Congratulations to DMD Motion Design & Animation professor Heejoo Kim, whose new film, Behind the Loom, is hitting the international film festival circuit! Behind the Loom is a short experimental animated documentary about the story of women during World War II. It unpacks the mystery of a family tragedy looking through a miniature handmade loom. It is the forgotten story of the brutalization of women and girls leading up to The Siege of Berlin in 1945. This film describes the impact of the war from a female perspective using personal testimonies and letters portraying the previously untold and true story of how Hanni, a mother, and her four daughters coped with the approaching force of the Red Army and the tribulation that ensued. Over 100,000 women and girls were raped during the Siege of Berlin, rarely is this fact acknowledged in history. The heartbreaking letters of Hanni’s husband Albert, provide clues as to why his family died and how he used the power of art to heal himself. Behind the Loom incorporates history, human rights, and feminism in an experimental documentary form.
The newly released film has hit the festival circuit and already has great success!
“Best Experimental” – Toronto International Women Film Festival, Toronto, Canada
“Honorable Mention” – Art Film Awards, Macedonia, the former Yugoslav Republic
“Best Documentary Short” – Port Blair International Film Festival, Port Blair, India
“Semi Finalist” – Luleå International Film Festival, Luleå, Sweden
“Best Film on Women” – Uruvatti International Film Festival, Tamil Nadu, India
ADDITIONAL FESTIVAL SCREENINGS:
Feel The Reel International Film Festival, Glasgow, United Kingdom
Cambodia Independent Film Festival, Phnom Penh, Cambodia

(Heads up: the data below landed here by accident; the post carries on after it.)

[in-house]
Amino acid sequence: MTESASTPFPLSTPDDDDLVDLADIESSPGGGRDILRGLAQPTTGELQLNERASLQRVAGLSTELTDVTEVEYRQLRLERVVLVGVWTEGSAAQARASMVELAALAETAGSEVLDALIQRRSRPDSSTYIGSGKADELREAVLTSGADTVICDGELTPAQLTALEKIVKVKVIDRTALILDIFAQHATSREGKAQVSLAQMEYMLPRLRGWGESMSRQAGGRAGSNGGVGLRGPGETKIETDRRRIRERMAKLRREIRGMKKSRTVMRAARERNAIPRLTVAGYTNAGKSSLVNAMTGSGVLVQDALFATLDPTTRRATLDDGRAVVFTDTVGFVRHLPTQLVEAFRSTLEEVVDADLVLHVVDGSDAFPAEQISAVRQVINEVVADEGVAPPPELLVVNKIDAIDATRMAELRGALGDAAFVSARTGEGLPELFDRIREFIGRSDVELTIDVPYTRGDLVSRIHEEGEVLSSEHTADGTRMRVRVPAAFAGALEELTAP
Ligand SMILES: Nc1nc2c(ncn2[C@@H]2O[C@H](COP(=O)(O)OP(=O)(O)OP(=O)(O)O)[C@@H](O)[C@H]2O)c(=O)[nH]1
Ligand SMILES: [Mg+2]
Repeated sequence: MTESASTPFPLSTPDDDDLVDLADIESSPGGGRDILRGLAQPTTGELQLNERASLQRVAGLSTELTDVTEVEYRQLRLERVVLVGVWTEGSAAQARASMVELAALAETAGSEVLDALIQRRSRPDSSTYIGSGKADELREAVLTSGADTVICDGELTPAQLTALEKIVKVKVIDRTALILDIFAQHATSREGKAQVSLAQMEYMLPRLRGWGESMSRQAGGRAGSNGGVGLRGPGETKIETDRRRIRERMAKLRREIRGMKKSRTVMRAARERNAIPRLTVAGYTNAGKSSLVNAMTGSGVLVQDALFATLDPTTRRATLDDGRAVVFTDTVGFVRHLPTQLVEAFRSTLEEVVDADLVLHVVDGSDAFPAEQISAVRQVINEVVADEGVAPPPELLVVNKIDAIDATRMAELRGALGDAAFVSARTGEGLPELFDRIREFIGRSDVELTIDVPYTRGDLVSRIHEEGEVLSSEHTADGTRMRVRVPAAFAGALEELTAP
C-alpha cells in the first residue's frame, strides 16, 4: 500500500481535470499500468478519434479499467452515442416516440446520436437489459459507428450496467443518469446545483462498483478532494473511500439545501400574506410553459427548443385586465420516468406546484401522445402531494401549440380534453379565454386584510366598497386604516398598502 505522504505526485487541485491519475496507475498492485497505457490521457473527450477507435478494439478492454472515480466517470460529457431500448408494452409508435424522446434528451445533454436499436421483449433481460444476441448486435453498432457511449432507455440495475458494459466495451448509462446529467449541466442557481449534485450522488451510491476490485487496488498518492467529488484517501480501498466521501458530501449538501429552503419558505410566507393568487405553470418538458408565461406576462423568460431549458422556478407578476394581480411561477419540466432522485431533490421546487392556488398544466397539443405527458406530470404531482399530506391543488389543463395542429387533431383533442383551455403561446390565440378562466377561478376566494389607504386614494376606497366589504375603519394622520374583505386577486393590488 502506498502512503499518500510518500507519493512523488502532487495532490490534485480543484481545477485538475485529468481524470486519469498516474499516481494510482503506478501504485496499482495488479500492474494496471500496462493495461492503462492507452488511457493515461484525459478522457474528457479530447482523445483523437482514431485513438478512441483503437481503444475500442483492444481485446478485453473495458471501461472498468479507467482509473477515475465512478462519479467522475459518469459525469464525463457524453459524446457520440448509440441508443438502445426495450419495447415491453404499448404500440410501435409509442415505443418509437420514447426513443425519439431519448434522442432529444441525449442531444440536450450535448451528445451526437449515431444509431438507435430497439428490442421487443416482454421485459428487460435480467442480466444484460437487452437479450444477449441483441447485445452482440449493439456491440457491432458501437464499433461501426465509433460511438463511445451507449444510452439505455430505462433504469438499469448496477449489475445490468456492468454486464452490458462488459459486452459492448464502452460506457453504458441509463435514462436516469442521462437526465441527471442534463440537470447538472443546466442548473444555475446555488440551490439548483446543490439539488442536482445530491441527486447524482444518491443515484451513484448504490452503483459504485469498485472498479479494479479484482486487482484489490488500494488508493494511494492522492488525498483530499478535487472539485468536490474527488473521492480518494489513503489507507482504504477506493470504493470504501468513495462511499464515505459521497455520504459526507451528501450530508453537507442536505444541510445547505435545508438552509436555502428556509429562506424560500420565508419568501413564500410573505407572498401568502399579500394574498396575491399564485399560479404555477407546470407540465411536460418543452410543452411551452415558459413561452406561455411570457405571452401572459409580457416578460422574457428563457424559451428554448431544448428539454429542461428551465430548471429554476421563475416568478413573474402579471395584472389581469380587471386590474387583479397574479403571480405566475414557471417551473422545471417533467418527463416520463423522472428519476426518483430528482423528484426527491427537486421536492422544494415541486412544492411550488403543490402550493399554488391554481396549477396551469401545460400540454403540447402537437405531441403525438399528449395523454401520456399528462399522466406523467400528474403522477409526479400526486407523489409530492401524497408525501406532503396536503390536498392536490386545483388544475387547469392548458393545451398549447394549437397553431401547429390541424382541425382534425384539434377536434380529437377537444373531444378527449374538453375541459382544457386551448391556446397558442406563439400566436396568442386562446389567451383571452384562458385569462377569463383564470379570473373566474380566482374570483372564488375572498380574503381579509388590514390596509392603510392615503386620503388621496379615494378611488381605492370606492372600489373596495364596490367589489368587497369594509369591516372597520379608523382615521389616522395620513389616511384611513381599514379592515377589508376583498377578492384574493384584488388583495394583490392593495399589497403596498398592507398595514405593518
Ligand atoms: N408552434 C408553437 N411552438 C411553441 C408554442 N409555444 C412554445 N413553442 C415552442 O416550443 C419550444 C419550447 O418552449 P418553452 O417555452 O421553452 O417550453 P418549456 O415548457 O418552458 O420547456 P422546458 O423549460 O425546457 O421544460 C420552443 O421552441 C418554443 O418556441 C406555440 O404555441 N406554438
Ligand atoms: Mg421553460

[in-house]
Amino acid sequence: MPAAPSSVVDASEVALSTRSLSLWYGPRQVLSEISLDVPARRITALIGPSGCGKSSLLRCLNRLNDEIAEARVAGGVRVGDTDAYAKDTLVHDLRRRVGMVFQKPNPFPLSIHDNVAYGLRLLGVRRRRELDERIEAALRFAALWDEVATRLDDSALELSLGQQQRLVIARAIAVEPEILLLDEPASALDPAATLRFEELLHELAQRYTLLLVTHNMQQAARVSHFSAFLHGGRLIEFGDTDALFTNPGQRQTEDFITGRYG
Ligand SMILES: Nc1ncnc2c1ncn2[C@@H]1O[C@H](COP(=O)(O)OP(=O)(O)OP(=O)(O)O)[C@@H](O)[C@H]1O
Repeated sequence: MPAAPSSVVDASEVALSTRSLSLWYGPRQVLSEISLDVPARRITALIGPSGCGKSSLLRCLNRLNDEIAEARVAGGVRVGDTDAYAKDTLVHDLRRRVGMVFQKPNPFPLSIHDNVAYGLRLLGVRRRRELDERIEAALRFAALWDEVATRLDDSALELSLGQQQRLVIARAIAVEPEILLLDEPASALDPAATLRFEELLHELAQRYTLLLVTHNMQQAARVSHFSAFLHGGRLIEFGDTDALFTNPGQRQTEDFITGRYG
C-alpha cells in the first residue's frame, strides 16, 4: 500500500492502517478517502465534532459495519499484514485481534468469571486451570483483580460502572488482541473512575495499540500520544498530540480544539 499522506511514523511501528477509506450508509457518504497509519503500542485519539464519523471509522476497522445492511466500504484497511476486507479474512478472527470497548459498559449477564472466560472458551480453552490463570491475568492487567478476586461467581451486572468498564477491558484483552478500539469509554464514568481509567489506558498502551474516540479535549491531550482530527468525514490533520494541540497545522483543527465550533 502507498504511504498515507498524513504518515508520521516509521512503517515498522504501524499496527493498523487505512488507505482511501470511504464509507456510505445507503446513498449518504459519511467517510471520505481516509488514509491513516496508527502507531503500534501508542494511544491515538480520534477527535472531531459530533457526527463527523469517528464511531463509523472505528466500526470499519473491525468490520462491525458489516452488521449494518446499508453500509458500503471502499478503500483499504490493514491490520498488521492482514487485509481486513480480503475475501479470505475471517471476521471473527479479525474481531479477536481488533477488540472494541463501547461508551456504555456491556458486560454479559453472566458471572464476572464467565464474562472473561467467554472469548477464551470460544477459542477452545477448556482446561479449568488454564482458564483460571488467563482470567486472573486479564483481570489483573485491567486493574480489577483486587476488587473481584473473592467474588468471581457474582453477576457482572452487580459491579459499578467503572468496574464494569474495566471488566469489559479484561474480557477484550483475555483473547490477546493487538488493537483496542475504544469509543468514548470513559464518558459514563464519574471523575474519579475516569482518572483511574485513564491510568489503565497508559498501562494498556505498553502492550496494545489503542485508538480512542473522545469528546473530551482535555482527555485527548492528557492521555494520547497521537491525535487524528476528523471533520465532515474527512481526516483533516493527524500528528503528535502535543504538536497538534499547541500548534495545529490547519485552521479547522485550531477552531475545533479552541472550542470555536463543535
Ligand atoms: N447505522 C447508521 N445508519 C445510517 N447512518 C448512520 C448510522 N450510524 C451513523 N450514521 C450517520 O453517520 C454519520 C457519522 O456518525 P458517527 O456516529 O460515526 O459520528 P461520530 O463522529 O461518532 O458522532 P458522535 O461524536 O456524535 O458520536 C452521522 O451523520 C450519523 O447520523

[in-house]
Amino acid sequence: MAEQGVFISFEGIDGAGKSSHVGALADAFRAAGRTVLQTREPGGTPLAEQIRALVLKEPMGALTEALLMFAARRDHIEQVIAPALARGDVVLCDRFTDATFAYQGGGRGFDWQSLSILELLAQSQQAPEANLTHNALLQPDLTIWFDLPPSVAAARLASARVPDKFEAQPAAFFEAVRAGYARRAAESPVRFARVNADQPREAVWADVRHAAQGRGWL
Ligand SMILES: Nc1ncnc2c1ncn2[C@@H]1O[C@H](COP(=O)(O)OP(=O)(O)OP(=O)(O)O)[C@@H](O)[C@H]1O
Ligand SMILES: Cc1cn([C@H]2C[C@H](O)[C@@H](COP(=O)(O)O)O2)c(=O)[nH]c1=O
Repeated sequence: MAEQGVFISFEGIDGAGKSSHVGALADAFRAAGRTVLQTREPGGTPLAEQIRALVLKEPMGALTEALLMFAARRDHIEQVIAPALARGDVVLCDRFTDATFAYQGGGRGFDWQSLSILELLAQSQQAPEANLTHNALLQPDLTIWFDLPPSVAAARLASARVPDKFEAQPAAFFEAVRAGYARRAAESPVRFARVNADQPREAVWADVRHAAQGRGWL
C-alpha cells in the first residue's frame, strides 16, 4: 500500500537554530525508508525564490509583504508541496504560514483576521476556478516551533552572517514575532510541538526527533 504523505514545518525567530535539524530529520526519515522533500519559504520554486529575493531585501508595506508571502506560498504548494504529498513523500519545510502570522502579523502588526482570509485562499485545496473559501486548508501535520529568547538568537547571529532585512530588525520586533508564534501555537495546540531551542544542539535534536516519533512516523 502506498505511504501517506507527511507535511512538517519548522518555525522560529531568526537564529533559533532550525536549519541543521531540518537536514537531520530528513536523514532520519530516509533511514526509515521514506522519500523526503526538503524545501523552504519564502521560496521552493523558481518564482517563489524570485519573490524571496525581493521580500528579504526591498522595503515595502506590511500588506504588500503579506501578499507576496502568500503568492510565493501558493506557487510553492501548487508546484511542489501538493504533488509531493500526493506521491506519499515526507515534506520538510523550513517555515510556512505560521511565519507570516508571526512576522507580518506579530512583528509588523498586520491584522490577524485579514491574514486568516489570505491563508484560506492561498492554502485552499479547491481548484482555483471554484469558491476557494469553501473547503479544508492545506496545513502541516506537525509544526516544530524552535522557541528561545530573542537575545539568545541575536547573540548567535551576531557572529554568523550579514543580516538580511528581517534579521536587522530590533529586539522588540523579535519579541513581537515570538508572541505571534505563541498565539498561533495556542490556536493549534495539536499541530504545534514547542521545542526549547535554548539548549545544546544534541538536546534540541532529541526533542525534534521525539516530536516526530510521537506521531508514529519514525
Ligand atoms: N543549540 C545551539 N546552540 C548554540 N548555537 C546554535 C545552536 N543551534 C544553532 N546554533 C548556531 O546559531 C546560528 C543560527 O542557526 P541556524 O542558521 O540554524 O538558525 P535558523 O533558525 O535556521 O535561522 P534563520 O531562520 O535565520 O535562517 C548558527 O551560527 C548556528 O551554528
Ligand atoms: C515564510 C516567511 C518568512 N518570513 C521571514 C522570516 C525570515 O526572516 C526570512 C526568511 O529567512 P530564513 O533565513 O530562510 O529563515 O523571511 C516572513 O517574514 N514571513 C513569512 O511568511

Barcelona Indie Filmmakers Festival • BARCIFF, Barcelona, Spain
Amid waves of applause from game-loving superheroes, ninja turtles, and Jedi, three of UConn’s Digital Media & Design game designers took home awards at this year’s Connecticut Festival of Indie Games (CT FIG). The annual competition unfolded over three days (September 10-12, 2021) in partnership with ConnectiCon, a family-friendly gaming and anime convention that attracts more than 12,000 people to the Hartford Convention Center each year (ConnectiCon XVIII was the first large scale event held at the convention center since the start of the COVID-19 pandemic).
Students, faculty, and alumni from Digital Media & Design, the Neag School of Education, Greenhouse Studios, and the School of Engineering showcased a dozen games ranging from multiplayer, arcade-style space adventures to virtual reality experiences centered on concepts as varied as plein air painting, geometry, and engineering. During ConnectiCon, attendees had the opportunity to play each game, vote on their favorites, and provide feedback to the developers, each of whom (undergraduates, PhD candidates, and current faculty) is rocketing toward a bright future in the field of design.
“It is really wonderful to see our students shine. Winning 3 of the 7 digital awards in a state-wide competition is an incredible achievement,” said DMD Department Head, Heather Elliott-Famularo. “We are incredibly proud of the students, alumni, and faculty in our game design program.”
Currently in its eighth year of operation under the leadership of game designer Ken Thompson, the UConn Digital Media & Design game design program is ranked #1 in Connecticut and #19 on the East Coast according to Animation Career Review. It draws from multiple disciplines—including fine arts, psychology, and computer science—to engage students in hands-on projects and cultivate the skills needed to build a wide array of analog, video, and virtual reality gaming experiences. For aspiring Master of Fine Arts students, the program offers fully-funded, three-year MFA graduate assistantships in Digital Media & Design.
“It’s gratifying to showcase their diverse skill sets and hard work to the state of Connecticut. I’ve watched many of them collaborate and learn how to make games, and it’s an honor to have supported them along the way,” said Ken Thompson.